GOP concerns about deficits, debt disappear in Trump era

For decades, congressional Republicans have pushed to slash the budget and reduce the size of the federal government, especially during the eight years Democratic President Barack Obama was in office.

Now that Republican President-elect Donald Trump is poised to take charge, deficits and debt just don't seem to matter to the GOP.

The first significant piece of legislation under unified Republican rule is a budget measure that, as a prerequisite for a speedy repeal of the Affordable Care Act, endorses deficits adding almost $10 trillion to the debt over the coming decade.

Soon to follow is the health repeal measure itself, which could erase more than $1 trillion in "Obamacare" taxes that the party has previously held onto in earlier budget plans to keep its promise to balance the budget.

Republicans will also turn to a huge, $1 trillion-plus spending bill to wrap up unfinished Cabinet agency budgets. It's likely to carry Trump priorities — billions of dollars for a wall along the U.S.-Mexican border and even more for the Pentagon.

Trump and incoming top White House officials such as his chief of staff, Reince Priebus, are making it clear that the new administration doesn't support tackling the financial problems of the huge benefit programs that are the biggest drivers of future debt, Social Security and Medicare. A more pressing priority is a huge infrastructure spending plan.

"The presidential campaign, the entire Congress, there really hasn't been discussion of debt, deficits and government spending," said Rep. Mark Sanford, R-S.C. "And yes, that's a problem."

"It's sort of disappeared from the radar screen," said former Sen. Judd Gregg, R-N.H., who had been budget panel chairman.

Some of the party's deficit hawks are not happy. Sen. Rand Paul, R-Ky., is promising to vote against the current GOP budget plan, which is a bare-bones measure that calls for keeping the government on autopilot for the next decade.

"What will the first order of business be for the new Republican majority? To pass a budget that never balances, to pass a budget that will add $9.7 trillion in new debt over 10 years?" Paul asked. "Is that really what the Republican Party represents?"

GOP leaders maintain that the budget plan is simply a "shell" that's being used to set in motion an "Obamacare" repeal without the threat of a filibuster by Democrats.

Obama budget director Shaun Donovan, who last year was denied the traditional hearing before Congress to defend the administration's budget, is using the current Obamacare debate to poke at Republicans. He highlighted in a recent letter to lawmakers that the GOP budget plan "includes virtually no deficit reduction" and would increase the debt by almost $10 trillion.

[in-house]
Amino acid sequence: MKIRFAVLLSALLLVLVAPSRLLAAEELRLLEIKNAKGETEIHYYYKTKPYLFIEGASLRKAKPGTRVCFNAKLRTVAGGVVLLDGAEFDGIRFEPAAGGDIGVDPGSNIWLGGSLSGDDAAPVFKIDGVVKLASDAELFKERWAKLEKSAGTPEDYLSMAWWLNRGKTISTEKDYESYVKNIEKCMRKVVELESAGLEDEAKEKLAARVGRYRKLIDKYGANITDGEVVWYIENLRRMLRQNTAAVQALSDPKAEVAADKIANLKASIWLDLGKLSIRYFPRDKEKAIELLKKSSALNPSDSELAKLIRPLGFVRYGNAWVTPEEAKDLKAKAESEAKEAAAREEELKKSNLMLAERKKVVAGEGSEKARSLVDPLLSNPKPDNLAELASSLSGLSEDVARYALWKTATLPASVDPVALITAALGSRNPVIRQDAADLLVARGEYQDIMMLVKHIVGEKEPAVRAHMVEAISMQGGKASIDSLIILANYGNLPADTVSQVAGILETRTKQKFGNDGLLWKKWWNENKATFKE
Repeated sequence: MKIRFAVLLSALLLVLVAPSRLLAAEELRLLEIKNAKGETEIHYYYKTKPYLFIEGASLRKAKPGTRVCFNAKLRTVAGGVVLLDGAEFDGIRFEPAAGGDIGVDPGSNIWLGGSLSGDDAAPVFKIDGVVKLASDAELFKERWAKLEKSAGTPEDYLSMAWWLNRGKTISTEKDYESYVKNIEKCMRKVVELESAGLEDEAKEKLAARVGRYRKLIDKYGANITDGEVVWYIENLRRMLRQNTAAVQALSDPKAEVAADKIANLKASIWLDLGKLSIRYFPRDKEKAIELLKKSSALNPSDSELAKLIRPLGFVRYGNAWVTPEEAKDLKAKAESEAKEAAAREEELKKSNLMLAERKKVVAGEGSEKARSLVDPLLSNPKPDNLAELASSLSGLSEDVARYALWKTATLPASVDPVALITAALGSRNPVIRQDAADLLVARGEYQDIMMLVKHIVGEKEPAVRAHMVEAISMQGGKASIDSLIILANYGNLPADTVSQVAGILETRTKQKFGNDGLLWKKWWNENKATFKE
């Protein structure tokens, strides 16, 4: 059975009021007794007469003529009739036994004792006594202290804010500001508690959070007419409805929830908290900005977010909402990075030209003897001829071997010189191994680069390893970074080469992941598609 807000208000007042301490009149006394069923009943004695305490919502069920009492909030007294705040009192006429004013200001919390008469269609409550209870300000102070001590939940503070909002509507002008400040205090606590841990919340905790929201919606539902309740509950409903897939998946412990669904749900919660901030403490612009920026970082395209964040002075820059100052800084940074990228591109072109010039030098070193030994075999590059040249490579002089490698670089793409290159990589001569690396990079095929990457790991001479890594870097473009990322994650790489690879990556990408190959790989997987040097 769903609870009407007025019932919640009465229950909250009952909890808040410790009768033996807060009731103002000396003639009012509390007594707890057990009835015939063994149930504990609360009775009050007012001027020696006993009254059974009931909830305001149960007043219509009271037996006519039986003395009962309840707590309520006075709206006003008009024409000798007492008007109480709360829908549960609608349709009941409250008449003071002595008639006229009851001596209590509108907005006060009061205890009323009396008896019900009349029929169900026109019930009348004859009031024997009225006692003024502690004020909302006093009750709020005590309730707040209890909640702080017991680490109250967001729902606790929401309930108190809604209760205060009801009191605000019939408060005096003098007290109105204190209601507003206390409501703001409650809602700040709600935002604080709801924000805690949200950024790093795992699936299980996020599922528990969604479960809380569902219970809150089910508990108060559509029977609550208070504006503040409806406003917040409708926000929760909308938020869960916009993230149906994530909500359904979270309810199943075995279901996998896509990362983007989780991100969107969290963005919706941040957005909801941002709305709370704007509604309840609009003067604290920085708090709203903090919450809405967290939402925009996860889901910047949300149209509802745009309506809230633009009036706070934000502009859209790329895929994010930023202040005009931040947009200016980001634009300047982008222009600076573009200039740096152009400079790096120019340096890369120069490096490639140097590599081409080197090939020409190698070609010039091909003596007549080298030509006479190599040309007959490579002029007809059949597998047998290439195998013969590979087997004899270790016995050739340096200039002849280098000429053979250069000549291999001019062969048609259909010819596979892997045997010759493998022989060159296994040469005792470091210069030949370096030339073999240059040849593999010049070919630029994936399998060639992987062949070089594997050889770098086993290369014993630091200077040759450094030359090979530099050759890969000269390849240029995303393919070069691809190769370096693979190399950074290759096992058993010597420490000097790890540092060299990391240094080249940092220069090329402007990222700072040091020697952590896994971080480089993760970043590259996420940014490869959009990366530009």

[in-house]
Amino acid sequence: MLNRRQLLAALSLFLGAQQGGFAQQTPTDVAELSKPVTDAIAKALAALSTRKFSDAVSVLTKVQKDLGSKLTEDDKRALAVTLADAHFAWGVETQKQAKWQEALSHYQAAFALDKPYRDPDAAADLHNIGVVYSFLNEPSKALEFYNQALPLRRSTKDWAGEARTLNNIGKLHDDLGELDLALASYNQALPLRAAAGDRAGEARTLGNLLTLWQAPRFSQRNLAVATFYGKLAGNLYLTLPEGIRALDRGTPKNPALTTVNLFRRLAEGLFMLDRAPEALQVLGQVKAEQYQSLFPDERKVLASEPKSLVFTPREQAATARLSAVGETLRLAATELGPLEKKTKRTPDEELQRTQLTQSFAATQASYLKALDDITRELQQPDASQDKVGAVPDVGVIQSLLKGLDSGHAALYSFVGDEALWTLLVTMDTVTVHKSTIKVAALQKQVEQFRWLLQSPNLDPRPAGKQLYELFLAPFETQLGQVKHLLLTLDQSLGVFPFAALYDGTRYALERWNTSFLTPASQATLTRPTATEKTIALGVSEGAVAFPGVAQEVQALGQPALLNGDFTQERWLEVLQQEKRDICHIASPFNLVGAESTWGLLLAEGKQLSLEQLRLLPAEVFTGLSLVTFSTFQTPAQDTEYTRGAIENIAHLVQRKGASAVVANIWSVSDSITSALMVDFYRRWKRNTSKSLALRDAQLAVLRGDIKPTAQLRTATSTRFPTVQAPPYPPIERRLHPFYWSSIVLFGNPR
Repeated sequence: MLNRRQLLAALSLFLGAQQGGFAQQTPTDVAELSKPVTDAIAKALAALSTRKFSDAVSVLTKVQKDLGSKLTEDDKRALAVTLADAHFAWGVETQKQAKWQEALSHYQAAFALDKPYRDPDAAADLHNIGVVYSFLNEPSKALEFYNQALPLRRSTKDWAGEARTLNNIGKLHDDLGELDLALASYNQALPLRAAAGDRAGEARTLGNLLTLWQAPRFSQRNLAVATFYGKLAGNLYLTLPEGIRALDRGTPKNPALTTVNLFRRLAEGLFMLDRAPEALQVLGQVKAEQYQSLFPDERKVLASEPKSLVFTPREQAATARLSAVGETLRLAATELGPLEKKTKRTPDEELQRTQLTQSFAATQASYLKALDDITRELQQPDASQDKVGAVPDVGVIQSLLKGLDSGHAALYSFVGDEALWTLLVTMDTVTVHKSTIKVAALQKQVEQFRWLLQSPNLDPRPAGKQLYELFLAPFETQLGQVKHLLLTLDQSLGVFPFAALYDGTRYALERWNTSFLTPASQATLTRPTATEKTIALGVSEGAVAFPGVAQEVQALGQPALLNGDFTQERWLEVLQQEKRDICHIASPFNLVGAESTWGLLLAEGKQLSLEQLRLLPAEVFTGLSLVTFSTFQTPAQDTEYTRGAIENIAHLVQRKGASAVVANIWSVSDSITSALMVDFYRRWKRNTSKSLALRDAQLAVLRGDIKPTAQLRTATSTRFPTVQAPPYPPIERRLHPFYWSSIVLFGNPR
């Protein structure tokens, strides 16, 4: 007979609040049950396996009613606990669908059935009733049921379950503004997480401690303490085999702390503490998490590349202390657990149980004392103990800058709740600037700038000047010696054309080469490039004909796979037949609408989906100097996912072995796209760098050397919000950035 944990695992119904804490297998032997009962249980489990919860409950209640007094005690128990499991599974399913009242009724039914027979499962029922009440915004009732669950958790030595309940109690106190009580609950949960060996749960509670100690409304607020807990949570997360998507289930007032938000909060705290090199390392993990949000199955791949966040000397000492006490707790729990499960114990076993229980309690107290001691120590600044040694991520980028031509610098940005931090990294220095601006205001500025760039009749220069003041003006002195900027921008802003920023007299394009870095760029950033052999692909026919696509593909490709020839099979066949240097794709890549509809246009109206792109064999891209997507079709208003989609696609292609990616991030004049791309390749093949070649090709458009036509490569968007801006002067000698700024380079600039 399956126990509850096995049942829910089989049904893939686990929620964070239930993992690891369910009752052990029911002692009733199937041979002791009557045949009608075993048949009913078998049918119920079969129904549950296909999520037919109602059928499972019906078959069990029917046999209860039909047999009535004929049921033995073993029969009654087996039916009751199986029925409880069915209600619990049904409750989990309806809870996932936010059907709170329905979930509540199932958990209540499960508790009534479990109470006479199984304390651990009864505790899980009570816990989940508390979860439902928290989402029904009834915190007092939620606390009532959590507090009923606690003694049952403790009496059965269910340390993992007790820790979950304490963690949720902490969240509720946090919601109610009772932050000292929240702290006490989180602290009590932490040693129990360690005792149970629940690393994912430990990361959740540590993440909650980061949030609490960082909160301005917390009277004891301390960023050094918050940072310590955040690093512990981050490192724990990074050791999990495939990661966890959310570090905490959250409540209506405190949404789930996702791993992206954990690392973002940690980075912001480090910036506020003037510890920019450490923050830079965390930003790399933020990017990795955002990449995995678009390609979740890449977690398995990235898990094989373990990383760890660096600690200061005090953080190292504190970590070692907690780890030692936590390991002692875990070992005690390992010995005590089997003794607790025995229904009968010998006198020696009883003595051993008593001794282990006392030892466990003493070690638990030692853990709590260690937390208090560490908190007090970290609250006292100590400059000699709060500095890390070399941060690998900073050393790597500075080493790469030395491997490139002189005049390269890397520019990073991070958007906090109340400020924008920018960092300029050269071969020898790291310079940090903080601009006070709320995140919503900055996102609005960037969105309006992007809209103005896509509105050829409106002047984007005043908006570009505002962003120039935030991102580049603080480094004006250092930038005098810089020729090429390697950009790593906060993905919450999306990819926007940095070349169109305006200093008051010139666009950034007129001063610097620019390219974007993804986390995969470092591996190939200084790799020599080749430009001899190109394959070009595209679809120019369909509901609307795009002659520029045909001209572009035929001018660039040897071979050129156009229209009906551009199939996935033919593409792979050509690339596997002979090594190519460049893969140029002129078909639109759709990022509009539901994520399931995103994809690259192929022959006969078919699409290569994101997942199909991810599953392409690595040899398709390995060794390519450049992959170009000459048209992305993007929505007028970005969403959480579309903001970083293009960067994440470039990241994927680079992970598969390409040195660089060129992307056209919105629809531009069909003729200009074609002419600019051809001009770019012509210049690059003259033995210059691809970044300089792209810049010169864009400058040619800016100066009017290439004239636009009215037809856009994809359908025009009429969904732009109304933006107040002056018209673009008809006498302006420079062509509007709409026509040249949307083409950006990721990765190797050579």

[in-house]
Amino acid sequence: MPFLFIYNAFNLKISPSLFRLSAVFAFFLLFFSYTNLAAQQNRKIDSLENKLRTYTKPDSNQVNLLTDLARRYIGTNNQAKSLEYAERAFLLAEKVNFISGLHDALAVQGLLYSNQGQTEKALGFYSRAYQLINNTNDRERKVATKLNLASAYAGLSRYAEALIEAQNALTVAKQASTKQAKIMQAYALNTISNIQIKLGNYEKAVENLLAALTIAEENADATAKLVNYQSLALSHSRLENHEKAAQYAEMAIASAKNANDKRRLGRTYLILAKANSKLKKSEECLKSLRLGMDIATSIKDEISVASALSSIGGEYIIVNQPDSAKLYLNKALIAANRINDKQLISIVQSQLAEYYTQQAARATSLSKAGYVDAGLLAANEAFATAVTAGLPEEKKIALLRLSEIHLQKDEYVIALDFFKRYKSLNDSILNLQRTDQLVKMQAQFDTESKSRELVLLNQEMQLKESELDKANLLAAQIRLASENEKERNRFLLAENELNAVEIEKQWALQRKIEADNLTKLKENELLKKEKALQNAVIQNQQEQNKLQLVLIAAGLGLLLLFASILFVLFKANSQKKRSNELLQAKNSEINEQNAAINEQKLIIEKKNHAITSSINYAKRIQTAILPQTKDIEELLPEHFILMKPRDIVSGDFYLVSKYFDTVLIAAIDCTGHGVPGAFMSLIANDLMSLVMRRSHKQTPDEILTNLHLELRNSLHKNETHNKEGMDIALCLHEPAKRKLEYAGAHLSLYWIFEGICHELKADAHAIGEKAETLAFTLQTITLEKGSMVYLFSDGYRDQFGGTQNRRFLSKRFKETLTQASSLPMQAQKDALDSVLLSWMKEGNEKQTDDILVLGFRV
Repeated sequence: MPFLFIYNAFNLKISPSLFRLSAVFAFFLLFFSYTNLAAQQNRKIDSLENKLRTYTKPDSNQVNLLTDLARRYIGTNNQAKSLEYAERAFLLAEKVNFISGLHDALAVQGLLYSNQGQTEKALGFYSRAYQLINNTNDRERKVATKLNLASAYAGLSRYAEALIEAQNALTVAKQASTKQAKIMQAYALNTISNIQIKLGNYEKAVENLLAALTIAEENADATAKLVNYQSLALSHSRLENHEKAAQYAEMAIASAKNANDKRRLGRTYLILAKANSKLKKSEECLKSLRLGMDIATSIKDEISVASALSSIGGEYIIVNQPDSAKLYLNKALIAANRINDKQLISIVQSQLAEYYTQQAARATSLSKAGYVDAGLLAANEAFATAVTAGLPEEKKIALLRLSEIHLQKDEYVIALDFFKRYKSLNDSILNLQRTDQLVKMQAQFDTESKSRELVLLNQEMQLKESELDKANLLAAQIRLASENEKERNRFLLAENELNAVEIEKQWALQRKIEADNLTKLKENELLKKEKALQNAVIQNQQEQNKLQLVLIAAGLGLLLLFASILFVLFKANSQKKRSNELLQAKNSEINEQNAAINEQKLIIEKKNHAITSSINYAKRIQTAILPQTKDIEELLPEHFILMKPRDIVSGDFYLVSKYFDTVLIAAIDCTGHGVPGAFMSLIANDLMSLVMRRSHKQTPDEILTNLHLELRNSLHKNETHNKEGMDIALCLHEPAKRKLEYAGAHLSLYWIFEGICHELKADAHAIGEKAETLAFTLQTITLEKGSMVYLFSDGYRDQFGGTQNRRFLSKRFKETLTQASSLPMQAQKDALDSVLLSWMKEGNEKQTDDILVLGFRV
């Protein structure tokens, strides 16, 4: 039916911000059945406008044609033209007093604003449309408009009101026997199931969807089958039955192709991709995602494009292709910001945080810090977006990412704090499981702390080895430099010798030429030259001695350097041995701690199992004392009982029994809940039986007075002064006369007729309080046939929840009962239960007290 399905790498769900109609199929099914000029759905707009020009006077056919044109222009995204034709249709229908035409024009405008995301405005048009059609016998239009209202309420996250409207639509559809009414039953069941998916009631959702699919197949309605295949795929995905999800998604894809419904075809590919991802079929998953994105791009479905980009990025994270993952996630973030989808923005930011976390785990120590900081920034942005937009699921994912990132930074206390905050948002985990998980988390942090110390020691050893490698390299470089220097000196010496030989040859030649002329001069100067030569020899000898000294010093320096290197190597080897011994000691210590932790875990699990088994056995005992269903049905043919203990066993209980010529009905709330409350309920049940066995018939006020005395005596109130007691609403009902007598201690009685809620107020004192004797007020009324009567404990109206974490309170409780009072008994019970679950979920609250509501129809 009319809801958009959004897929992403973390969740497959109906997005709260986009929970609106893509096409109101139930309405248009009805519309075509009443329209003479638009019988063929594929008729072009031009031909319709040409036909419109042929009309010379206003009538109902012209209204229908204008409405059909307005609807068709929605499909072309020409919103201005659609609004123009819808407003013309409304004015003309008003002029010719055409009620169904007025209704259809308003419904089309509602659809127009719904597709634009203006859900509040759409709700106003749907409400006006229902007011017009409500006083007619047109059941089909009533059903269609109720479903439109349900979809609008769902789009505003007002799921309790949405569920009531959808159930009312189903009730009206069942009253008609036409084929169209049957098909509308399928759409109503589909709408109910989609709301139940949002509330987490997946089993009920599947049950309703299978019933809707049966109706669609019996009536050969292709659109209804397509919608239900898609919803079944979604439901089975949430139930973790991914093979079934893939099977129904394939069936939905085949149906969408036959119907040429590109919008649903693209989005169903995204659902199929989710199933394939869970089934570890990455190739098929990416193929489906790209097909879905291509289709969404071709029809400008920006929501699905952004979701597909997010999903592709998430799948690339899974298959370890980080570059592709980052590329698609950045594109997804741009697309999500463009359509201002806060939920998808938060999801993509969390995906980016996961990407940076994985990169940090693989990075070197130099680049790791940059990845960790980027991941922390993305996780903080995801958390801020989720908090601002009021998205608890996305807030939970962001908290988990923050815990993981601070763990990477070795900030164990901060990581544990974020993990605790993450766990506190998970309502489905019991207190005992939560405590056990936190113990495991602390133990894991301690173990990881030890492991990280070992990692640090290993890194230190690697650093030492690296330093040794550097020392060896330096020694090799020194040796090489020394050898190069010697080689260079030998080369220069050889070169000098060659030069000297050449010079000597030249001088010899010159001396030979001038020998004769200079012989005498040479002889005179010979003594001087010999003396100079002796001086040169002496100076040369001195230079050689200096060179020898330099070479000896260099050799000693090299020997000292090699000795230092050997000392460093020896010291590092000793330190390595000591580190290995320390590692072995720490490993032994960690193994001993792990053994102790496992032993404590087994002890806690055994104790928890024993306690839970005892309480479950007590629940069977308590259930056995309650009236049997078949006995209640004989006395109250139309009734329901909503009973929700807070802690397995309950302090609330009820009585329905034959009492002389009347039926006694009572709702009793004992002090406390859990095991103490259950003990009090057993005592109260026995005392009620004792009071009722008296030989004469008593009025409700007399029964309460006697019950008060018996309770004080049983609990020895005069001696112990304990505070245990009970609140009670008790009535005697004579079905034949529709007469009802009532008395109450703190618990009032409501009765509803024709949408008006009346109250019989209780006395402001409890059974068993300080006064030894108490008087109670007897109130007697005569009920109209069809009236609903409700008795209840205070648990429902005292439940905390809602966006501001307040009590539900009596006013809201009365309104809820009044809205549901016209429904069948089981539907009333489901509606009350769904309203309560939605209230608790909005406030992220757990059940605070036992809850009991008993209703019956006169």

Some of Trump's appointees, including his designated budget director, Rep. Mick Mulvaney, R-S.C., and his choice to lead the Department of Health and Human Services, Rep. Tom Price, R-Ga., come from the ranks of deficit hard-liners in the House.

"Why some folks here in Washington would be willing to let these programs go bankrupt is beyond me," Price said during a budget debate in 2015. "Medicare and Social Security are going broke."

Price and Mulvaney could offer a counterbalance to more cautious voices like Priebus, who on Sunday said Trump doesn't want to "meddle with Medicare or Social Security."

Top Republicans like House Speaker Paul Ryan are no longer in the habit of issuing bold promises about balancing the budget or curbing the rapid growth of Medicare. Ryan's major fiscal project for later this year isn't cutting spending; it's reforming the loophole-cluttered tax code.

"One of the things that we're focusing on is getting people back to work, is economic growth," Ryan told reporters Tuesday. "You can't ever balance the budget if you don't get this economy growing."

But in his first year as Budget Committee chairman, in 2011, Ryan sounded a different tune in questioning Obama's priorities.

"The country's biggest challenge, domestically speaking, no doubt about it, is a debt crisis," Ryan said then. "Presidents are elected to lead, not to punt. And this president has been punting."

Last year, when Obama submitted his final budget, Price and Sen. Mike Enzi, R-Wyo, issued a statement saying, "Rather than spend time on a proposal that, if anything like this administration's previous budgets, will double down on the same failed policies that have led to the worst economic recovery in modern times, Congress should continue our work on building a budget that balances and that will foster a healthy economy."

Some longtime foes of spending and deficits have moved on to other tasks than cutting the budget.

"We'll wait and see what the budget is but my first priority is defending the nation and the cuts that we enacted have put the security of the nation in danger," said Senate Armed Services Committee Chairman John McCain, R-Ariz.

Asked Tuesday if Republicans would cut spending later in the year, No. 2 Senate Republican John Cornyn of Texas said, "Tax reform is the one that I hear mentioned most often, but that hasn't been finally decided."